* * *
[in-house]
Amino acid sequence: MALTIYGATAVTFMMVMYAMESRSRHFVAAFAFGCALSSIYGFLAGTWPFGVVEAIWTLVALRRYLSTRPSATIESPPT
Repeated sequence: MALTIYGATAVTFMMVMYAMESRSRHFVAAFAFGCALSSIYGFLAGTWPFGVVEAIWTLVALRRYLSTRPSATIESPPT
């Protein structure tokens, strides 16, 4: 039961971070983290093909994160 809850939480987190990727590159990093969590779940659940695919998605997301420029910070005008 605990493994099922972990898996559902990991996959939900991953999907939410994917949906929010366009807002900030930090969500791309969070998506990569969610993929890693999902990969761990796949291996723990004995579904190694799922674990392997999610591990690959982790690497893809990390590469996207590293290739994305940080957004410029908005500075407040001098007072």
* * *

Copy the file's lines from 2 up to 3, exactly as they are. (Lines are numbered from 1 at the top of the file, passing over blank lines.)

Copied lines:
Amino acid sequence: MALTIYGATAVTFMMVMYAMESRSRHFVAAFAFGCALSSIYGFLAGTWPFGVVEAIWTLVALRRYLSTRPSATIESPPT
Repeated sequence: MALTIYGATAVTFMMVMYAMESRSRHFVAAFAFGCALSSIYGFLAGTWPFGVVEAIWTLVALRRYLSTRPSATIESPPT